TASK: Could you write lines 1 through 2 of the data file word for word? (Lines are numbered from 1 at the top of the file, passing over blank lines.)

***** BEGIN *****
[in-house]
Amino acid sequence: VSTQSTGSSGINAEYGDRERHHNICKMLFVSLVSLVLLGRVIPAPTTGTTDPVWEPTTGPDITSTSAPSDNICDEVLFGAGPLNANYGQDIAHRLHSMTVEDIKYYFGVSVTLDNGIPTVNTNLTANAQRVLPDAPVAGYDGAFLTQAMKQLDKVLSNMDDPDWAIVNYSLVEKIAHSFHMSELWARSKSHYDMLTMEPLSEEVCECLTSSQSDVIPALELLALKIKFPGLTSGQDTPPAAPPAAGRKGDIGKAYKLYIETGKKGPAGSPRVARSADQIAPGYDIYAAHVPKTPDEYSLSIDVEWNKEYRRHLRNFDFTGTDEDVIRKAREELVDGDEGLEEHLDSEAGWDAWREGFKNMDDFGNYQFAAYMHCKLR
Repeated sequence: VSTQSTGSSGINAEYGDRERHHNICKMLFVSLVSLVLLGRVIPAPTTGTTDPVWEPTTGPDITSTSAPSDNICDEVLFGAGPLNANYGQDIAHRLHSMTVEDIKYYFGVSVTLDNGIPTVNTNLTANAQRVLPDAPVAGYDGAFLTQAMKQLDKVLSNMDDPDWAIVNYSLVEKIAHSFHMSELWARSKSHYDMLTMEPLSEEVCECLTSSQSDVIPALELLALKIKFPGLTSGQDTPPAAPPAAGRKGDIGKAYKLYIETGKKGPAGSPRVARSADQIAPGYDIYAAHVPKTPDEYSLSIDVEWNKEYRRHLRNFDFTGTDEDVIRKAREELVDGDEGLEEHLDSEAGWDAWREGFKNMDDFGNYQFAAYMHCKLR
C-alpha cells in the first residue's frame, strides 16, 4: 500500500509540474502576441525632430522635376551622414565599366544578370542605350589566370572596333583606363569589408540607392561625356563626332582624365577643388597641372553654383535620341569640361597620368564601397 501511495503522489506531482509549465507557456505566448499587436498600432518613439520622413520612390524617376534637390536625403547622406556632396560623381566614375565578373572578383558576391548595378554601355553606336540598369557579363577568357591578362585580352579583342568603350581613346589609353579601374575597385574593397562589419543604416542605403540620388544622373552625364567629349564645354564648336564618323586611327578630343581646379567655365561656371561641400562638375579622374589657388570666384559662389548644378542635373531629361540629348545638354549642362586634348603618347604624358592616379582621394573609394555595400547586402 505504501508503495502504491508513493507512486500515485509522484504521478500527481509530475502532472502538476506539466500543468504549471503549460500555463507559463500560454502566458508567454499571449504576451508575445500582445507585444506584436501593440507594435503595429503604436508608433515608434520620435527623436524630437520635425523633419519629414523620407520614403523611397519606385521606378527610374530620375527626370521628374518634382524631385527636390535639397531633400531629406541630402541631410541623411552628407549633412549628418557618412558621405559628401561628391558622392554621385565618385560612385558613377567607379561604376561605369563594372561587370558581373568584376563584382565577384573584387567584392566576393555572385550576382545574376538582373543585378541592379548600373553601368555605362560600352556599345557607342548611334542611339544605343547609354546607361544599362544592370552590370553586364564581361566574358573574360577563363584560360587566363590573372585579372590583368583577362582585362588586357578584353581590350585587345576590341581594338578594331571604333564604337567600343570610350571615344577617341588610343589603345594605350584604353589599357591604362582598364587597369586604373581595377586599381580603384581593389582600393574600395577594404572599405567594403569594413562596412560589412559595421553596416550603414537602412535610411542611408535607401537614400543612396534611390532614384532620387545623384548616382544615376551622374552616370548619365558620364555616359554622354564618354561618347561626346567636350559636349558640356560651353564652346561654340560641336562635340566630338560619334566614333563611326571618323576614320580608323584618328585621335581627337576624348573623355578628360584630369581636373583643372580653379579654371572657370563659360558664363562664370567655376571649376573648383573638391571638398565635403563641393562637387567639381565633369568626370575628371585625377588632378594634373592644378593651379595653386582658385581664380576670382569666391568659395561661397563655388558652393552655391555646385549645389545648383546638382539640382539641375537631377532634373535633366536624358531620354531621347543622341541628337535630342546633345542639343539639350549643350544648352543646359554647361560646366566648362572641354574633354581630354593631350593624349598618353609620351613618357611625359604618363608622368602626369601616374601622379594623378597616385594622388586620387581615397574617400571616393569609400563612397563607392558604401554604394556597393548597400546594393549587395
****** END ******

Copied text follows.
[in-house]
Amino acid sequence: VSTQSTGSSGINAEYGDRERHHNICKMLFVSLVSLVLLGRVIPAPTTGTTDPVWEPTTGPDITSTSAPSDNICDEVLFGAGPLNANYGQDIAHRLHSMTVEDIKYYFGVSVTLDNGIPTVNTNLTANAQRVLPDAPVAGYDGAFLTQAMKQLDKVLSNMDDPDWAIVNYSLVEKIAHSFHMSELWARSKSHYDMLTMEPLSEEVCECLTSSQSDVIPALELLALKIKFPGLTSGQDTPPAAPPAAGRKGDIGKAYKLYIETGKKGPAGSPRVARSADQIAPGYDIYAAHVPKTPDEYSLSIDVEWNKEYRRHLRNFDFTGTDEDVIRKAREELVDGDEGLEEHLDSEAGWDAWREGFKNMDDFGNYQFAAYMHCKLR